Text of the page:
Raleigh, N.C. — Gov. Bev Perdue told reporters today that her staff was still working on a plan to lease the Dorothea Dix campus to Raleigh in order to create a regional park.
The potential deal has come in for criticism from Republican lawmakers and today, Americans for Prosperity, a conservative group, began using Robocalls to rally opposition to the plan.
"Should Nash County tax payers pay for a fancy new park in downtown Raleigh. Gov. Beverly Perdue says yes. But what does Roy Cooper think," Rep. Jeff Collins said in one of the calls targeting the state's attorney general.
Cooper, Perdue and other officials elected statewide sit on the Council of State, a 10-member group that will have the ultimate say on any deal. Reaction from members of the council has been largely noncommittal, although some have said they support the general idea of turning Dix, which until recently was home to a state mental hospital and still houses many Department of Health and Human Resources offices, into a park.
“The decision does not need to be made in haste," said Labor Commissioner Cherie Berry, a Republican and historically one of the members of the council most critical of Perdue's policy agenda.
Until today, Perdue had not talked with reporters about the deal. But after attending a building dedication ceremony in the Research Triangle Park, she said that the plan to convert Dix has been discussed for more than a year.
"I've been talking about it for three years. If this is a rush, I'd hate to see a slow job," Perdue said.
Asked if she would definitely bring the Dix plan forward to the Council of State's normally scheduled meeting next week, Perdue said nothing was for sure.
"No. There is no certain thing in politics or American society. I hope to take it to the Council of State, but at this point in time I can't absolutely say it will go of that I'll have the votes. I probably will take it even if I'm defeated."
Asked if Governor-elect Pat McCrory had signed off on the plan, Perdue was incredulous.
"I don't know where you all got that, or who got it," Perdue said. "I have not had a discussion with the governor elect about this issue."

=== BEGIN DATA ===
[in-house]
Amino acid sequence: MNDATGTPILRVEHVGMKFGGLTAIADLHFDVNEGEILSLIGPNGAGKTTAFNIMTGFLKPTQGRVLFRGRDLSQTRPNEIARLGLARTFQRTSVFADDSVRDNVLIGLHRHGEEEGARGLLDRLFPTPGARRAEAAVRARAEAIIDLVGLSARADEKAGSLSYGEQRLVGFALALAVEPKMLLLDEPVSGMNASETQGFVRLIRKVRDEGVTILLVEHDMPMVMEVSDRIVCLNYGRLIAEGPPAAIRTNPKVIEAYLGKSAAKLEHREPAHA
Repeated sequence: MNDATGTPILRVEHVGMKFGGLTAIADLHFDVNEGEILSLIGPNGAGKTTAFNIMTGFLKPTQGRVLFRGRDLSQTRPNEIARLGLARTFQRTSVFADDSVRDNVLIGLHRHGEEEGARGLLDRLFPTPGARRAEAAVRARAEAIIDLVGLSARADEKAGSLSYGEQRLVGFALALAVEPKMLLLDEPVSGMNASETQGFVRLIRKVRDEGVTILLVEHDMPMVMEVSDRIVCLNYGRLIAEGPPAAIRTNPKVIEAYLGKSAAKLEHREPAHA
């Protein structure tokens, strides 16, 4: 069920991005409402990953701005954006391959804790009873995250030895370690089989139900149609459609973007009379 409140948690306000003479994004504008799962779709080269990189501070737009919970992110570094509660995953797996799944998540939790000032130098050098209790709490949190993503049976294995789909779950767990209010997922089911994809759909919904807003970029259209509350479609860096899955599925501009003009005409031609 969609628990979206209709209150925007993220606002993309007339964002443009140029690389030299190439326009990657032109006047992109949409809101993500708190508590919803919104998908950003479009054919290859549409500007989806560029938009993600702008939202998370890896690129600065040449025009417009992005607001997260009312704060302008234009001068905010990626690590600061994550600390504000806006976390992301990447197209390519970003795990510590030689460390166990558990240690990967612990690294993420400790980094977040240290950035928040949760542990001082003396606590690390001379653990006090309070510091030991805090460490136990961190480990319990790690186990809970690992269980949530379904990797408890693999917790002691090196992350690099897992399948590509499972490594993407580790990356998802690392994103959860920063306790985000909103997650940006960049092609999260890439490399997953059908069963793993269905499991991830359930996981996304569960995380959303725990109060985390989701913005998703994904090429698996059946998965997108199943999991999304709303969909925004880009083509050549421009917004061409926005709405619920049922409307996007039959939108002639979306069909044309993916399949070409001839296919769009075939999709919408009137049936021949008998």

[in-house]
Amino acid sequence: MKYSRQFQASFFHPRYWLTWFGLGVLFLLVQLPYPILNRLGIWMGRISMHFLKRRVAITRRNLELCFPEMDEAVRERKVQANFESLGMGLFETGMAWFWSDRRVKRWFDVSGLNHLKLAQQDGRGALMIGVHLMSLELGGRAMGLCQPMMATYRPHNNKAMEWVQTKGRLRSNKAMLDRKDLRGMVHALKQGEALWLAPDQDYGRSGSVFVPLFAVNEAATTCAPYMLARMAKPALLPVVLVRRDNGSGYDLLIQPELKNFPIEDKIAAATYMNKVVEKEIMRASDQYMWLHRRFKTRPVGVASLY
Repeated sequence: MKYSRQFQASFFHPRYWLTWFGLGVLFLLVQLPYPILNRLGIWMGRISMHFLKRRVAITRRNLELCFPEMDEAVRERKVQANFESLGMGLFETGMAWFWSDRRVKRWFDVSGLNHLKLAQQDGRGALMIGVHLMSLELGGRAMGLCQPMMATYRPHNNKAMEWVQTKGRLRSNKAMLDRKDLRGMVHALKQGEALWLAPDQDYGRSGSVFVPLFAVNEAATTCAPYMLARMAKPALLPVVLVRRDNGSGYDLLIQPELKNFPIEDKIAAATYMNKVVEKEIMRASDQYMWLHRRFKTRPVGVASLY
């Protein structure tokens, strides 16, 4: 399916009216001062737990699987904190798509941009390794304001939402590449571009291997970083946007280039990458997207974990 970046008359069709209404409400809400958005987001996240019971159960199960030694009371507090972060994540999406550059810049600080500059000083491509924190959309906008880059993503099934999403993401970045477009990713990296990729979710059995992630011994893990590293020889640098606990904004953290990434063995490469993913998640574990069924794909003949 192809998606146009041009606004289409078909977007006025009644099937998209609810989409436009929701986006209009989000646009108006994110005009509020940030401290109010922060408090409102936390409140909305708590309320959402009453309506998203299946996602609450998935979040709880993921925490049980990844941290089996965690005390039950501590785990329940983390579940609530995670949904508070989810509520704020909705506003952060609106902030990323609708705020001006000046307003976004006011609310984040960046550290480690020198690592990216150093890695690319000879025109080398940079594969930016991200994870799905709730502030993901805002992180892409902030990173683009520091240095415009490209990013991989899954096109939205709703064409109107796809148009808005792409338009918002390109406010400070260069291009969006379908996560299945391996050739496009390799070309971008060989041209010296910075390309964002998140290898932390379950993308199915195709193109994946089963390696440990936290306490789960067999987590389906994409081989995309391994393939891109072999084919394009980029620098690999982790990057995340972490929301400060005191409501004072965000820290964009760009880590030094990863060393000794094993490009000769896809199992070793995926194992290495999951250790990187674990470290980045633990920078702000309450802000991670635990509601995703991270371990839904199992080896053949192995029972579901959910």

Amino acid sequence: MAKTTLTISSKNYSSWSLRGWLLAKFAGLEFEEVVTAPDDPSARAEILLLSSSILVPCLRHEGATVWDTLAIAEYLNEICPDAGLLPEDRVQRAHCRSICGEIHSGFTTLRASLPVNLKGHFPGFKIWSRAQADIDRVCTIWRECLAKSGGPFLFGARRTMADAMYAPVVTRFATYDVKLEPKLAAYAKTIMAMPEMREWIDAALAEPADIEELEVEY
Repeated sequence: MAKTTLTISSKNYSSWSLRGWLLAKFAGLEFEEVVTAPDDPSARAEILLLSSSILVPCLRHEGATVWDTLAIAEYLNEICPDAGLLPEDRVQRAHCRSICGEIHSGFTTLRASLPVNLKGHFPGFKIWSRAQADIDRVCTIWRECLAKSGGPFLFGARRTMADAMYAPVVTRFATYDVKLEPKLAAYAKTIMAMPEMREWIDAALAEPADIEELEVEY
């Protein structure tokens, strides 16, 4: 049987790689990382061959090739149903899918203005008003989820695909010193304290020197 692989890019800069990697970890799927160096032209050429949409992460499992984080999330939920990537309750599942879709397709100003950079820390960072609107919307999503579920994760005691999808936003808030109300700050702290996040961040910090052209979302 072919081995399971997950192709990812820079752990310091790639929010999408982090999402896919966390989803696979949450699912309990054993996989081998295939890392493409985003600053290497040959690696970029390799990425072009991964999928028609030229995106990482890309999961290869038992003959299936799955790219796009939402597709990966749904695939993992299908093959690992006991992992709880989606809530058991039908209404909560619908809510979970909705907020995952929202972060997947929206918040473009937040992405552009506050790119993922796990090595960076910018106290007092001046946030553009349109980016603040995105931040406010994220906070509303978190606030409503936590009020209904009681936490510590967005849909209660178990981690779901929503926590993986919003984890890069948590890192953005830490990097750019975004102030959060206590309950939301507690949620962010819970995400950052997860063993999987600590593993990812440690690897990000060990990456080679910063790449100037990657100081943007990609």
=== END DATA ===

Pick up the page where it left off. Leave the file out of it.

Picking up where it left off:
Asked again about the timing for the deal -- Perdue's term will end on Jan. 5 -- the Democrat was uncertain.
"As far as I know, there's no written mandate as far as what day the Council of State has to meet," Perdue said. Earlier this week, her staff said that they were trying to get a deal done in time for Tuesday's meeting.
Asked if Tuesday might not be the day for a final decision on the plan, Perdue backed off a bit.
"I said I didn't think there was anything in writing that it has to be. I didn't say it wouldn't be," she said.
Pressed for what she anticipated in terms of timing and to address criticism that she was merely trying to secure a legacy for herself, Perdue said she was "sorry" that accusation had been made.
"I'm sorry that there are still leaders in North Carolina, after a really hard election cycle, that continue to be," she said, stopping herself mid sentence. "It's really hard to understand. I've never known politics in this state or public service in this state to be this acidic. And I find it sad for the people of North Carolina who expect more from their leaders, and I expect more. I wonder sometimes if someone is trying out for "the Grinch" in the Christmas play. But at the end of the day, we're going to move forward," she said.
So will the deal be done on Tuesday or not?
"I don't know. If I knew I would tell you," Perdue said. "I don't know when it will be."
Another reporter asked if the meeting was then, not actually set for Tuesday.
"It should be Tuesday. I think it's Tuesday. I don't know that there's been a published agenda yet. But I'm working on that this afternoon," she said. "But you can move it if you want to."